In 228 career games, Jansen is a .201/.290/.358 hitter with 26 home runs and 80 RBIs. In 25 games against the Yankees, he’s a .316/.416/.605 hitter with six home runs and 15 RBIs. On a team with Vladimir Gurrero Jr., Bo Bichette, George Springer, Teoscar Hernandez, Cavan Biggio and Rowdy Tellez, I would rather have any of those players up in a big spot against the Yankees than Jansen.
1B: Pete Alonso
I will never get over Pete Alonso breaking Aaron Judge’s rookie home run record in a season in which the actual baseball was manufactured so differently that Brett Gardner hit 28 home runs. Alonso never should have hit 53 home runs and never should have broken Judge’s record of 52.
To be honest, I like Alonso. I like his personality, I like how he loves competing in the Home Run Derby, and I like how he won the 2021 Home Run Derby when I had him at +600 to win. I just don’t like that he plays for the Mets.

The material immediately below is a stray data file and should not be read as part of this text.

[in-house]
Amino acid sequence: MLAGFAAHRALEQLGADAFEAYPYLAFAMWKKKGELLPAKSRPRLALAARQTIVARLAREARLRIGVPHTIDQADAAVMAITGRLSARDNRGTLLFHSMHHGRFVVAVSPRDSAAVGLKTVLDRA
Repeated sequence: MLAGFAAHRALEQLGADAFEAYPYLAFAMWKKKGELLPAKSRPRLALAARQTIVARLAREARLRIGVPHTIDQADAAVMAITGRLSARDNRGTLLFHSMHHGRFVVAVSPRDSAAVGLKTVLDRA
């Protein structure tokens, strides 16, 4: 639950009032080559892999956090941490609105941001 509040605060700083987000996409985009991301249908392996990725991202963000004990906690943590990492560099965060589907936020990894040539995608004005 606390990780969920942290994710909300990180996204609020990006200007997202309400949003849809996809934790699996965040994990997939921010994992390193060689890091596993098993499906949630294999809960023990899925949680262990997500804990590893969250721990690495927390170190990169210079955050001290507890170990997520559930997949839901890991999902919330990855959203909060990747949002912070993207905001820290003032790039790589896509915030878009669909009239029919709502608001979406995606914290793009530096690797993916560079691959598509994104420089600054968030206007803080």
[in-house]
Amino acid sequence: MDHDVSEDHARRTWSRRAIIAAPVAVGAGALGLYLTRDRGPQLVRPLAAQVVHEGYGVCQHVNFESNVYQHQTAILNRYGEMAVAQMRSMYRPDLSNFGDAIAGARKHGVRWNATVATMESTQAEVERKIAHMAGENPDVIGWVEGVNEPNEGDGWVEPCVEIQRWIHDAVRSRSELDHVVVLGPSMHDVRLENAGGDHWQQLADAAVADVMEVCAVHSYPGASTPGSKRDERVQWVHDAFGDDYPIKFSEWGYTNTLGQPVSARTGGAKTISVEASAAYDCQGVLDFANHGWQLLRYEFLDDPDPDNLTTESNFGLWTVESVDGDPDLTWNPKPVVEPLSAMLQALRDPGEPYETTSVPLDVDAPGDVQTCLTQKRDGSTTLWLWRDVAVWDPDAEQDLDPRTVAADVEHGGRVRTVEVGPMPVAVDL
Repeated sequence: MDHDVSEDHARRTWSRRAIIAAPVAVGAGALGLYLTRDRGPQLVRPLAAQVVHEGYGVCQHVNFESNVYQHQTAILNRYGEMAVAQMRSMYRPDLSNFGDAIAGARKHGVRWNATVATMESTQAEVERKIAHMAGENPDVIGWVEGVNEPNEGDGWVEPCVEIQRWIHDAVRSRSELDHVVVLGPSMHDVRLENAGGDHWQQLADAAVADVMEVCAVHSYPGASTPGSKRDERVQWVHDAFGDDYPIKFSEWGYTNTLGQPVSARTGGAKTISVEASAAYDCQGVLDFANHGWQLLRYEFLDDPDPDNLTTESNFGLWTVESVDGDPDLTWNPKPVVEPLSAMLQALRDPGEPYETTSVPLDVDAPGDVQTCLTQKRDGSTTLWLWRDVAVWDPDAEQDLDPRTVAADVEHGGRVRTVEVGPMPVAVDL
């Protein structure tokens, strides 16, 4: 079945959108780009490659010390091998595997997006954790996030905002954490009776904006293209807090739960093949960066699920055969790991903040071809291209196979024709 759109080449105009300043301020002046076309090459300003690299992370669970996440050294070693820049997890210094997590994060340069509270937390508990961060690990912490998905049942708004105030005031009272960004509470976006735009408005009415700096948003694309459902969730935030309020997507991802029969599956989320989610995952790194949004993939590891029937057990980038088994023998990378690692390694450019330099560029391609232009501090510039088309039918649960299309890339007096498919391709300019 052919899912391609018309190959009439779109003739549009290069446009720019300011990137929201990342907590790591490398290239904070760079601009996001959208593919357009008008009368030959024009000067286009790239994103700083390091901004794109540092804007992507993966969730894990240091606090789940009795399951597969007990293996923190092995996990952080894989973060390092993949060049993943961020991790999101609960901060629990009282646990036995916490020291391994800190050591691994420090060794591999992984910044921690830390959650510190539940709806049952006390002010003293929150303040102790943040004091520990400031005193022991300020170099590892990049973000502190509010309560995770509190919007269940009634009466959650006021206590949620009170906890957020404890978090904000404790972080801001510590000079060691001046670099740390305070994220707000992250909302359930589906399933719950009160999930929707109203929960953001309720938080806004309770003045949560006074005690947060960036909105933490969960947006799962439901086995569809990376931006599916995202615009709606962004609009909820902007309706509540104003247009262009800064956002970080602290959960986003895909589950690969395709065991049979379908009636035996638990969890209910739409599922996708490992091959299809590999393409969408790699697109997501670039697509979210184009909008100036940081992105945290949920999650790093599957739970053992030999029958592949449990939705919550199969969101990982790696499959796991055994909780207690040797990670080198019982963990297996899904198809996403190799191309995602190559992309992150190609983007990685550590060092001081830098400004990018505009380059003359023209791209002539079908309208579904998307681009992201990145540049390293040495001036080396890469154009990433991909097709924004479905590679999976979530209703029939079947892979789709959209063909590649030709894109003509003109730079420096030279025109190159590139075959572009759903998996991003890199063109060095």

2B: Jose Altuve
Jose Altuve used to be my favorite non-Yankees player. That was before October 2019 and the uncovering of the Astros’ sign-stealing scandal.
After hitting .320/.414/.560 with two home runs, four walks and a stolen base in the Astros’ 2017 ALCS win over the Yankees, Altuve hit .348/.444/1.097 with a double, two home runs, four walks and a stolen base in the Astros’ 2019 ALCS win over the Yankees. He’s also responsible for ending the Yankees’ season with a walk-off, pennant-winning home run in Game 6 of the 2019 ALCS.
I used to enjoy watching Altuve play (when not playing the Yankees) and admired his ability for his stature. Now I watch him hoping he will fail, though he rarely does, and certainly doesn’t against the Yankees, as his two three-run home runs this season of Chad Green are responsible for the Yankees’ only two losses to the Astros.
3B: Rafael Devers
The moment Rafael Devers hit that two-strike, opposite-field home run off Aroldis Chapman in 2017, I knew I had a problem. I also knew the All-Animosity Team had a third baseman for the next decade.